Ellicott's Commentary for English Readers
Elihu also proceeded, and said,XXXVI.
(1) Elihu also proceeded.—It is not easy to acquit Elihu of some of the “arrogance” he was so ready to ascribe to Job. He professes very great zeal for God, but it is hard to see that some of his great professions are warranted. For instance, he says—
I will fetch my knowledge from afar, and will ascribe righteousness to my Maker.(3) I will fetch my knowledge from afar.—But is not this what Bildad had said before him? (Job 8:8, &c.); and yet the teaching of Job 36:6 is not very different from his.
For truly my words shall not be false: he that is perfect in knowledge is with thee.(4) He that is perfect in knowledge.—We may presume that he meant God; but in the Authorised Version it looks very much as though he meant himself. (Comp. Job 37:16.) So apparently Vulg., “perfecta scientia probabitur tibi.”
He withdraweth not his eyes from the righteous: but with kings are they on the throne; yea, he doth establish them for ever, and they are exalted.(7) From the righteous—i.e., the righteous man. (Comp. Psalm 113:5-8.)
Then he sheweth them their work, and their transgressions that they have exceeded.(9) Then he sheweth them their work.—The true nature of their conduct and their transgressions, that they have behaved themselves proudly. This is Elihu’s special doctrine, that God’s chastisements are by way of discipline, to reform the future rather than to chastise the past.
If they obey and serve him, they shall spend their days in prosperity, and their years in pleasures.(11) They shall spend their days in prosperity.—It is, perhaps, not more easy to reconcile this teaching of Elihu’s with the realities of actual fact than it is the notions of Job’s friends as to direct retribution in life.
But the hypocrites in heart heap up wrath: they cry not when he bindeth them.(13) The hypocrites in heart.—The words rather mean the godless or profane in heart.
They cry not.—That is, cry not for help.
When he bindeth them.—That is, as in Job 36:8, he has been speaking especially of one kind of affliction, like that, namely, of Joseph.
He delivereth the poor in his affliction, and openeth their ears in oppression.(15) He delivereth the poor in his affliction.—The point of Elihu’s discourse is rather that He delivereth the afflicted by his affliction; He makes use of the very affliction to deliver him by it as a means, “and openeth their ears by oppression.”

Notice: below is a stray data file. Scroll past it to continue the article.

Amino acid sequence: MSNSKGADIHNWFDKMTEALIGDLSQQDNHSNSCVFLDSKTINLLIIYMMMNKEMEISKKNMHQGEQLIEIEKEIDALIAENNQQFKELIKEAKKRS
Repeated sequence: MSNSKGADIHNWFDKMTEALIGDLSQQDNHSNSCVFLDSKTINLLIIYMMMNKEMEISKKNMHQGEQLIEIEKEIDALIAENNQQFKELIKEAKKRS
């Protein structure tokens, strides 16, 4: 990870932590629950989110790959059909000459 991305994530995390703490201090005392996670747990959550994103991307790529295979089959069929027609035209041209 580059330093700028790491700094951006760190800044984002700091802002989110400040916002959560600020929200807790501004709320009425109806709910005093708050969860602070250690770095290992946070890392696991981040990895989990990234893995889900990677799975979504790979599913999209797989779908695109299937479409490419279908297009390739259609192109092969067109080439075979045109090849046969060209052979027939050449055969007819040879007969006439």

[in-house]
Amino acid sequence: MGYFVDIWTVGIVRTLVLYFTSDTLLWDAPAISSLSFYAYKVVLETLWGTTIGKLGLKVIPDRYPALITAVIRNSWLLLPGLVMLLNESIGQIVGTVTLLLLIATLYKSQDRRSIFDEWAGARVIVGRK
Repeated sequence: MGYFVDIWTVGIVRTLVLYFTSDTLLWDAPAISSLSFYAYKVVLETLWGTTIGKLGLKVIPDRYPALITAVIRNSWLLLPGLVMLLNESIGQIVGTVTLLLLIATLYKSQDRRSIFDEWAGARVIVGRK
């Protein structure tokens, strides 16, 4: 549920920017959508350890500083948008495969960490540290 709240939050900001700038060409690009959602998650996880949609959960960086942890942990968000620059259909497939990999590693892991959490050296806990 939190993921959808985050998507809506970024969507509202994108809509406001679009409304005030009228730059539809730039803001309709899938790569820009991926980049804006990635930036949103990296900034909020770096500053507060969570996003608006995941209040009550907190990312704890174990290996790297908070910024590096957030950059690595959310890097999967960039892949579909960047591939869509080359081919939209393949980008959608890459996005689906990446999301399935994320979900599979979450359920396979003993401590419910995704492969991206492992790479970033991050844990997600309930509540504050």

Even so would he have removed thee out of the strait into a broad place, where there is no straitness; and that which should be set on thy table should be full of fatness.(16) Even so would he have removed thee. It is possible to understand this verse somewhat otherwise, and the sense may perhaps be improved. Elihu may be speaking, not of what God would have done, but of what He has actually done: “Yea, also He hath removed thee from the mouth of an adversary, even case and abundance in the place of which there was no straitness, and that which came down upon thy table full of fatness; but thou art full of the judgment of the wicked, therefore justice and judgment take hold on thee.” “God, in His mercy, saw that thou wast in danger, and He removed the cause of temptation, and thy chastisement would have been of short duration hadst thou been submissive and resigned; but thou hast been bold and daring, like the wicked, and hast reaped the judgment of the wicked.”
Because there is wrath, beware lest he take thee away with his stroke: then a great ransom cannot deliver thee.(18) Because there is wrath.—“For there is wrath: now, therefore, beware lest He take thee away with one stroke, so that great ransom cannot deliver thee.” Literally it is, let not a great ransom deliver thee, but the sense is probably like the Authorised Version.
Will he esteem thy riches? no, not gold, nor all the forces of strength.(19) No, not gold, nor all the forces of strength.—The words here are doubtful. Some render, “Will He esteem thy riches, that thou be not in distress?” or, “all the forces of thy strength;” others, “Will thy cry avail, that thou be not in distress?” &c.; but there is authority for the Authorised Version.
Desire not the night, when people are cut off in their place.(20) Desire not the night—i.e., of death, as Job had done (Job 16:22; Job 17:13, &c., Job 19:27), or as, at all events, his words might be understood. For “people,” read peoples: i.e., nations.